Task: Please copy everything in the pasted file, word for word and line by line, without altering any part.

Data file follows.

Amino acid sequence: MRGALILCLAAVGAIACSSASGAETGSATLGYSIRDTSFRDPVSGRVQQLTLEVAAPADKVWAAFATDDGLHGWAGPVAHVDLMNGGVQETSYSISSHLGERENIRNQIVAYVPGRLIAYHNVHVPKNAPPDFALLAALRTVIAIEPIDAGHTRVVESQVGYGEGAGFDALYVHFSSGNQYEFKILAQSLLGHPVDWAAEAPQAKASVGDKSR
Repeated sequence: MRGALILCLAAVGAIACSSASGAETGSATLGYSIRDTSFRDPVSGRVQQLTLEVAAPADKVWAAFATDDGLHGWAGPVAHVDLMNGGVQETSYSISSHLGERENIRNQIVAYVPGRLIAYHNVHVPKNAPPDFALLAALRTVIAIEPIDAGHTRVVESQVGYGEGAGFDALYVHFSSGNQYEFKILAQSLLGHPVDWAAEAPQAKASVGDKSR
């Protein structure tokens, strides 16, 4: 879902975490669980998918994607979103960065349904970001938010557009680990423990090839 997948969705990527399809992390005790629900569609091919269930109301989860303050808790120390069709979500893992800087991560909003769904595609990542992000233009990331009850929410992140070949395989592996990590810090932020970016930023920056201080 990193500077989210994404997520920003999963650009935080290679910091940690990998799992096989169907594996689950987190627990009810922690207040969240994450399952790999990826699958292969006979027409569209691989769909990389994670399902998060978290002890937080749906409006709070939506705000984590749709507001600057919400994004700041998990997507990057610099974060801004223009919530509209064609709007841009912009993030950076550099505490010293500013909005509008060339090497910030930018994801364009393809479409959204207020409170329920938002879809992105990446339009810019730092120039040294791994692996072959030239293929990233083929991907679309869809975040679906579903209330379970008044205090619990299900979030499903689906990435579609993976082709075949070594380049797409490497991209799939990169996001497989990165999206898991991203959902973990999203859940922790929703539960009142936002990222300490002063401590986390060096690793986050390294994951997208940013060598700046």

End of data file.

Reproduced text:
Amino acid sequence: MRGALILCLAAVGAIACSSASGAETGSATLGYSIRDTSFRDPVSGRVQQLTLEVAAPADKVWAAFATDDGLHGWAGPVAHVDLMNGGVQETSYSISSHLGERENIRNQIVAYVPGRLIAYHNVHVPKNAPPDFALLAALRTVIAIEPIDAGHTRVVESQVGYGEGAGFDALYVHFSSGNQYEFKILAQSLLGHPVDWAAEAPQAKASVGDKSR
Repeated sequence: MRGALILCLAAVGAIACSSASGAETGSATLGYSIRDTSFRDPVSGRVQQLTLEVAAPADKVWAAFATDDGLHGWAGPVAHVDLMNGGVQETSYSISSHLGERENIRNQIVAYVPGRLIAYHNVHVPKNAPPDFALLAALRTVIAIEPIDAGHTRVVESQVGYGEGAGFDALYVHFSSGNQYEFKILAQSLLGHPVDWAAEAPQAKASVGDKSR
């Protein structure tokens, strides 16, 4: 879902975490669980998918994607979103960065349904970001938010557009680990423990090839 997948969705990527399809992390005790629900569609091919269930109301989860303050808790120390069709979500893992800087991560909003769904595609990542992000233009990331009850929410992140070949395989592996990590810090932020970016930023920056201080 990193500077989210994404997520920003999963650009935080290679910091940690990998799992096989169907594996689950987190627990009810922690207040969240994450399952790999990826699958292969006979027409569209691989769909990389994670399902998060978290002890937080749906409006709070939506705000984590749709507001600057919400994004700041998990997507990057610099974060801004223009919530509209064609709007841009912009993030950076550099505490010293500013909005509008060339090497910030930018994801364009393809479409959204207020409170329920938002879809992105990446339009810019730092120039040294791994692996072959030239293929990233083929991907679309869809975040679906579903209330379970008044205090619990299900979030499903689906990435579609993976082709075949070594380049797409490497991209799939990169996001497989990165999206898991991203959902973990999203859940922790929703539960009142936002990222300490002063401590986390060096690793986050390294994951997208940013060598700046």